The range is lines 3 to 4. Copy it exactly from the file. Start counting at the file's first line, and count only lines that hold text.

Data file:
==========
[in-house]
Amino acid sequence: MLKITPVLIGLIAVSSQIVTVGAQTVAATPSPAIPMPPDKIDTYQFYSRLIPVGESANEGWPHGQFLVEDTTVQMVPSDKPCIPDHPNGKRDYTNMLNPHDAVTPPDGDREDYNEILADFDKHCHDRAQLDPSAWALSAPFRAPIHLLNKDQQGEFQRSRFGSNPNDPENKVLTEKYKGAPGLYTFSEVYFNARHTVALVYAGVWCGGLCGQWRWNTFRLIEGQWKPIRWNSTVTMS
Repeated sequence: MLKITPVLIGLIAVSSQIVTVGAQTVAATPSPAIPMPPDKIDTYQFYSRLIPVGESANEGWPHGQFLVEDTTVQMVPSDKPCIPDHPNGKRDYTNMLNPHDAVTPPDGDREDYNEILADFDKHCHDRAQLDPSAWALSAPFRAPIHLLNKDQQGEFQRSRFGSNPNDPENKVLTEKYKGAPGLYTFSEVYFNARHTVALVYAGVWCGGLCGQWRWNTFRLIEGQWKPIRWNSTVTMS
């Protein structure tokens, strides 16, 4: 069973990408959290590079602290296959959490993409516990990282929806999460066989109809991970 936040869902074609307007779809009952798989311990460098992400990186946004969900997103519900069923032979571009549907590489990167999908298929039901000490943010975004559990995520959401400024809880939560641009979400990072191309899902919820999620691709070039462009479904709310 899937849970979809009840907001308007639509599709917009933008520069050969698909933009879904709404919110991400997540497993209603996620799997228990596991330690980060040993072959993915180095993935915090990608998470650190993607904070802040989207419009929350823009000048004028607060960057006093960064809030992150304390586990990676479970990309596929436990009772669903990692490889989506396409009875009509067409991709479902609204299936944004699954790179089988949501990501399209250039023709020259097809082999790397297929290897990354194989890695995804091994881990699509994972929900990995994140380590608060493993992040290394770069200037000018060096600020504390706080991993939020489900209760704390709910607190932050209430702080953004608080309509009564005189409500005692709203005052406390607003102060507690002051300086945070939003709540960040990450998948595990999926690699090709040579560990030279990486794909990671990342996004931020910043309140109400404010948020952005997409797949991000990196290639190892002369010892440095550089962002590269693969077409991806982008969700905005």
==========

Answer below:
Repeated sequence: MLKITPVLIGLIAVSSQIVTVGAQTVAATPSPAIPMPPDKIDTYQFYSRLIPVGESANEGWPHGQFLVEDTTVQMVPSDKPCIPDHPNGKRDYTNMLNPHDAVTPPDGDREDYNEILADFDKHCHDRAQLDPSAWALSAPFRAPIHLLNKDQQGEFQRSRFGSNPNDPENKVLTEKYKGAPGLYTFSEVYFNARHTVALVYAGVWCGGLCGQWRWNTFRLIEGQWKPIRWNSTVTMS
């Protein structure tokens, strides 16, 4: 069973990408959290590079602290296959959490993409516990990282929806999460066989109809991970 936040869902074609307007779809009952798989311990460098992400990186946004969900997103519900069923032979571009549907590489990167999908298929039901000490943010975004559990995520959401400024809880939560641009979400990072191309899902919820999620691709070039462009479904709310 899937849970979809009840907001308007639509599709917009933008520069050969698909933009879904709404919110991400997540497993209603996620799997228990596991330690980060040993072959993915180095993935915090990608998470650190993607904070802040989207419009929350823009000048004028607060960057006093960064809030992150304390586990990676479970990309596929436990009772669903990692490889989506396409009875009509067409991709479902609204299936944004699954790179089988949501990501399209250039023709020259097809082999790397297929290897990354194989890695995804091994881990699509994972929900990995994140380590608060493993992040290394770069200037000018060096600020504390706080991993939020489900209760704390709910607190932050209430702080953004608080309509009564005189409500005692709203005052406390607003102060507690002051300086945070939003709540960040990450998948595990999926690699090709040579560990030279990486794909990671990342996004931020910043309140109400404010948020952005997409797949991000990196290639190892002369010892440095550089962002590269693969077409991806982008969700905005």